Describe the campaign/entry: 80% of all the world’s new data is stored in human language: e-mail, blogs, medical records, etc. But computers understand 1s and 0s, not words. To help make sense of it all, IBM built a computer - Watson - that can understand human language. As an ultimate test of its ability, Watson would compete on the quiz show Jeopardy!, whose difficult clues filled with puns, jokes and wordplay made it the perfect challenge. The task for the agency was to help people understand why IBM built a computer to compete on Jeopardy. However, this challenge also presented an opportunity... to make IBM relevant to a broad audience and reinforce their leadership in research and development. We created an avatar as a public face for Watson and took people behind the scenes, documenting Watson’s progress for two years. We explained the science behind the machine and educated the world about the possibilities of this impressive leap in computer science. In the process, we captured the world’s imagination. IBM’s Watson became a pop icon - covered by all US talk shows, Saturday Night Live, even inspired parodies - garnering over one billion impressions worth $50 million in earned media. Describe the brief from the client: For the first time, maybe ever, IBM had the daunting task of targeting the general public, not just business leaders. The general public has lost contact with IBM since they've sold their PC division and many don't understand how essential IBM is in our everyday lives. We also had to communicate a new, complex computing concept. Our goals: 1) Capture the world’s imagination by inspiring the world to care about Watson and its capability 2) Drive relevance by demonstrating how IBM is making the world work better 3) Garner positive perceptions of Watson and IBM Results: 1) Captured the world’s imagination - 70% of the US population was aware of the IBM Jeopardy! Challenge. - Watson became a pop culture icon: featured on most US talk shows, Saturday Night live, inspired an American Idol parody, and even reached global news programming. In the US alone, Watson garnered over One Billion impressions worth $50 million in earned media. - Watson was covered in thousands of TV news programs, print and online press ranging from ABC News to Wired. "The New York Times Magazine" featured IBM and Watson in a 10-page cover story. 2) Drove relevance and positive understanding of Watson and IBM - 40% of the US population aware of the event had a positive change in perception of IBM vs. 1% negative change – proving we minimized the Skynet/HAL comparison. - Traffic to ibm.com increased by 556% during the month of the challenge. Execution: We ran an integrated campaign over the course of three months, including: • Documentaries: Created a video series that documented Watson’s journey through the eyes of the researchers, explained the technology and its implications. • Social Media: Worked with IBM's Social Media Management team to feed online conversations with posts highlighting events, press and provocative thoughts on technology. Offered access to the researchers through live webcasts on TED.com and InformationWeek.com. • Watson Avatar – Created the public face of Watson to help explain how the computer "thinks" to the Jeopardy! audience. • Partnerships: Partnered with IBM and Jeopardy! to shape the 3 nights of the broadcast. Created branded videos constituting 20% of the broadcast. • Promotional activities/PR: Fuelled interest with TV, print, banners, pre-roll, and promos airing on Jeopardy! Celebrated Watson’s win and shifted the public’s focus to IBM solutions. The Situation: IBM built a computer named "Watson" that can understand human language. As an ultimate test of its ability, the computer would compete on the quiz show Jeopardy! Against the world’s two greatest champions. This was a scientific breakthrough for IBM. But we also saw it as an opportunity to create a once in a lifetime cultural milestone. The opportunity was not only to help bring to life exactly why IBM built a computer to compete on Jeopardy! but also to help people understand how Watson represents the future for computing. The Strategy: Instinctively, no one wants a computer to beat a human at anything. It’s simply human nature. Fear that computers will replace humans once and for all conjures up visions of the Skynet from Terminator or HAL from 2001: Space Odyssey. But what if people could empathize with a computer? What if they could understand exactly how hard it is for a computer to do anything human? If done right, not only would IBM have a media phenomenon on their hands, but also a massively interesting and inspiring debate about the future of progress. Our strategy was to take people behind the scenes and get them excited about the science. We created an avatar as a public face for Watson and we documented Watson’s progress for two years. We explained the science behind the machine and educated the world about the possibilities of this impressive leap in computer science. The Ambient Advert titled WATSON was done by Ogilvy New York advertising agency for product: IBM (brand: IBM) in United States. It was released in the Jun 2011. Business sector is: Home electronics & audio-visual.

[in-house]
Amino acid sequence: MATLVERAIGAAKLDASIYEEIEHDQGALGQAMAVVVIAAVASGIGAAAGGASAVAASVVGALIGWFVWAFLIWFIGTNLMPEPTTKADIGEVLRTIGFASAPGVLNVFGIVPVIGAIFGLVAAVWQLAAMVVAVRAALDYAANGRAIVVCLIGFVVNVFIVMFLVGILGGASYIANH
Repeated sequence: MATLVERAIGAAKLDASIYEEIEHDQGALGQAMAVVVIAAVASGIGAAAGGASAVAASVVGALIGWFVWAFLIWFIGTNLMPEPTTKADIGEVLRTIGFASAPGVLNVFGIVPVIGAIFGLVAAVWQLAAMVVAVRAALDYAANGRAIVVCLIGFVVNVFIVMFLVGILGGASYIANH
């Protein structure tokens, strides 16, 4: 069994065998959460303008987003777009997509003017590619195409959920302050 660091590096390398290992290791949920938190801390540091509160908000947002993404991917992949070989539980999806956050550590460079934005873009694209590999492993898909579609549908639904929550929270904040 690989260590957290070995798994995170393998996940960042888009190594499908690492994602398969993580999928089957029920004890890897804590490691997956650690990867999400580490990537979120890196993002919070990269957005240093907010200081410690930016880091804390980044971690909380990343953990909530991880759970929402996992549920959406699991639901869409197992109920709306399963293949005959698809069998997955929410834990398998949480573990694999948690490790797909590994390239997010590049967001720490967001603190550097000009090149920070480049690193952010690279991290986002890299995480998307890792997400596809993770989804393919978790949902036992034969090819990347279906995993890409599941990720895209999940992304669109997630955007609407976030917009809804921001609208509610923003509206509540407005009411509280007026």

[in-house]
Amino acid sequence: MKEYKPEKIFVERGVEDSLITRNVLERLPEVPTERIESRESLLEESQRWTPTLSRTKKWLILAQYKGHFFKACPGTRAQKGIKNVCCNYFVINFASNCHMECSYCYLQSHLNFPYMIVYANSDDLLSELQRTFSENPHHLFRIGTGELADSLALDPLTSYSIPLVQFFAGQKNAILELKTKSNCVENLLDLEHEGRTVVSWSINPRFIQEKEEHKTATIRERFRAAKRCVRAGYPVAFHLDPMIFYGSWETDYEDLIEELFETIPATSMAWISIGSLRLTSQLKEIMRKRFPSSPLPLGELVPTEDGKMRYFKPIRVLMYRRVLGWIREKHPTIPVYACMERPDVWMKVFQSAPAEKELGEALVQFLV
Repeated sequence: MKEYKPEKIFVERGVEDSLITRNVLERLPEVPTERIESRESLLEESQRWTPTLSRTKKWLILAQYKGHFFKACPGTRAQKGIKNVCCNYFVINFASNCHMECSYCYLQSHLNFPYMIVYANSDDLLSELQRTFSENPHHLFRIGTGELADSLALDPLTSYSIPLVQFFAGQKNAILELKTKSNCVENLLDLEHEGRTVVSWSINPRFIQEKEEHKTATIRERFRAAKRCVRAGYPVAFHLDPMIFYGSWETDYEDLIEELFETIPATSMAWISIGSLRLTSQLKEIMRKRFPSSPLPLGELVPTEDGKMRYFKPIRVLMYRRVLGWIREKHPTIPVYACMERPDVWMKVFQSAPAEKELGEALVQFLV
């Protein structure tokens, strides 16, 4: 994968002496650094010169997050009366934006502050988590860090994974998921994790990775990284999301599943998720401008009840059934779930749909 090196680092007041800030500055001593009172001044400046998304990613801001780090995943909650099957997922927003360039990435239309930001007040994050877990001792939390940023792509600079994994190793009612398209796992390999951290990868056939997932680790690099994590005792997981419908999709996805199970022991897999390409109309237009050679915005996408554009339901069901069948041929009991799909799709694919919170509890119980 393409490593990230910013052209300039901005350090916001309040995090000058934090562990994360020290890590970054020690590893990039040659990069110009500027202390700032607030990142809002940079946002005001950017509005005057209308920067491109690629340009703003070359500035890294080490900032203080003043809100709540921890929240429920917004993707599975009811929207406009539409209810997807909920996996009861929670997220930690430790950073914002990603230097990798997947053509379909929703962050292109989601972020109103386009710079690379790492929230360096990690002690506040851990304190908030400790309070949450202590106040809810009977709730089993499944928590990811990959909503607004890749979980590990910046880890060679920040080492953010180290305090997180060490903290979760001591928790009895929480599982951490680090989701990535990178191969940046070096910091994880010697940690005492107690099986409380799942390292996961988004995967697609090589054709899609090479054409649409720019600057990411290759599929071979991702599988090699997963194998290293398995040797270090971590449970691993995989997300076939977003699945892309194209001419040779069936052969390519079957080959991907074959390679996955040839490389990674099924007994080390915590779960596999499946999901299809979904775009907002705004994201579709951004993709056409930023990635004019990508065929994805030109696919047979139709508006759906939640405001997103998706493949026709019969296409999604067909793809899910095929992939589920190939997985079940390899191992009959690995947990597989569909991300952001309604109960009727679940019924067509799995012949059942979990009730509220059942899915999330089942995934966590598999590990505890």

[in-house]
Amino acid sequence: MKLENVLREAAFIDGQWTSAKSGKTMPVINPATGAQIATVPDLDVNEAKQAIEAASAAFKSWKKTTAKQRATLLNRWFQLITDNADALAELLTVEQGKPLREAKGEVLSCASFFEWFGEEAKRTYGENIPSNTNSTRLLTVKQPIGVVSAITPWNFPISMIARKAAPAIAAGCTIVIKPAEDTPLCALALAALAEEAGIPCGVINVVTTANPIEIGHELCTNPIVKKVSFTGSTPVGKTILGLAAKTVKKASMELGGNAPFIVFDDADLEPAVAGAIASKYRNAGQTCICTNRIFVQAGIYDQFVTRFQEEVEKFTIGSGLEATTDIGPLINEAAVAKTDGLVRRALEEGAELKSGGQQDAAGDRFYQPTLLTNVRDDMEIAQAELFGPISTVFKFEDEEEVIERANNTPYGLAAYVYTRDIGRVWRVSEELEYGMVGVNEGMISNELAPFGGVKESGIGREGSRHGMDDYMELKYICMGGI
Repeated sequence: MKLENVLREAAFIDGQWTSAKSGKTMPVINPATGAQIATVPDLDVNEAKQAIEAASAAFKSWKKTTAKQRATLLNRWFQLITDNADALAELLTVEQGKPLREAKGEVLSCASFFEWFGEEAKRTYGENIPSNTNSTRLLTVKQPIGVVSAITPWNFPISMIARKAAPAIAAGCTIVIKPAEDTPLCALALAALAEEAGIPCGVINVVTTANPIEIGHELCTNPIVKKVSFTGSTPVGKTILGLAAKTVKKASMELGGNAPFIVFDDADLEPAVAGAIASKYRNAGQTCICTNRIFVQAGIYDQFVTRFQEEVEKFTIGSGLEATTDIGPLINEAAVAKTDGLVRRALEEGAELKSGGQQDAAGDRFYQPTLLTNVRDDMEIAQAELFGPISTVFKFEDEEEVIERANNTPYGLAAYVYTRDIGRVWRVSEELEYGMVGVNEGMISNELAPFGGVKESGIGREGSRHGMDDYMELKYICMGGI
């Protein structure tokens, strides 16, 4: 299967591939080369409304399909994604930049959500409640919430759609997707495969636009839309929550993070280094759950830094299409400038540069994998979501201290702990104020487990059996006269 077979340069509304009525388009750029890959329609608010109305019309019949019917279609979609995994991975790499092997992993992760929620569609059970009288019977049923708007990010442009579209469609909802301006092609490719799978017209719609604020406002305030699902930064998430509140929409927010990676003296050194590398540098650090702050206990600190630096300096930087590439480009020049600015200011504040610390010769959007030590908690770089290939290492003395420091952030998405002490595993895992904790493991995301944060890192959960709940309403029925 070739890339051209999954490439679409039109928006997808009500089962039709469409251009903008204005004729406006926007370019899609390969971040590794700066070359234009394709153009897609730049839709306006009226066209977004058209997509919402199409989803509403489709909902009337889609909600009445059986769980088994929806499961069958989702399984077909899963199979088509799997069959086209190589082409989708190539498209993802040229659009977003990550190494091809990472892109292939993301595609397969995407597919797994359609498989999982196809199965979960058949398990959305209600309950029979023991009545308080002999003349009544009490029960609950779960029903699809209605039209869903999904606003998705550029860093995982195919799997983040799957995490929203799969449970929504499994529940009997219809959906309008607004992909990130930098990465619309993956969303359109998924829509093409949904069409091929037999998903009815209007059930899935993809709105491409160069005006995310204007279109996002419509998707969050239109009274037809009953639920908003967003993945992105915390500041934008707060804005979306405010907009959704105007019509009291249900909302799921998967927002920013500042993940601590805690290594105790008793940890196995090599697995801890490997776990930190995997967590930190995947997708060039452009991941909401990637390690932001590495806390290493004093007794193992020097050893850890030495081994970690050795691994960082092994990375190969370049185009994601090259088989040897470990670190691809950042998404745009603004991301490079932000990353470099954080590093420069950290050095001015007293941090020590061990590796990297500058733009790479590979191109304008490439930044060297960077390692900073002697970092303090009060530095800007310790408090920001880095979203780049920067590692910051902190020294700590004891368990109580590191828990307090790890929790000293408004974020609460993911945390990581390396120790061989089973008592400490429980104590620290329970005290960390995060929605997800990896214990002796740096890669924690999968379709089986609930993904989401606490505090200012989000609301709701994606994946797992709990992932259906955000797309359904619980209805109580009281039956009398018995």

Advertiser/Client: IBM Product/Service: IBM Entrant Company: OGILVY & MATHER New York, USA Chief Creative Officer: Steve Simpson Worldwide Executive Creative Director, IBM: Susan Westre Executive Creative Director: Tom Godici/Greg Ketchum Group Creative Director: David Korchin/Jason Marks Creative Director: Mark Girand/Michael Paterson Copywriter: Mark Girand/Niels West/Steven Schroth Art Director: Michael Paterson/Miles Gilbert Executive Digital Producer: Pierre Wendling Executive Producer: Lee Weiss Producer: Jenn Pennington/Erika Tribble Music Producer: Karl Westman Director: Paul Bozymowski (@radical.Media) Production Company: (@radical.media) Editorial: (Go Robot) Music: (Pulse Music) Digital Artist: Joshua Davis ()via www.coloribus.com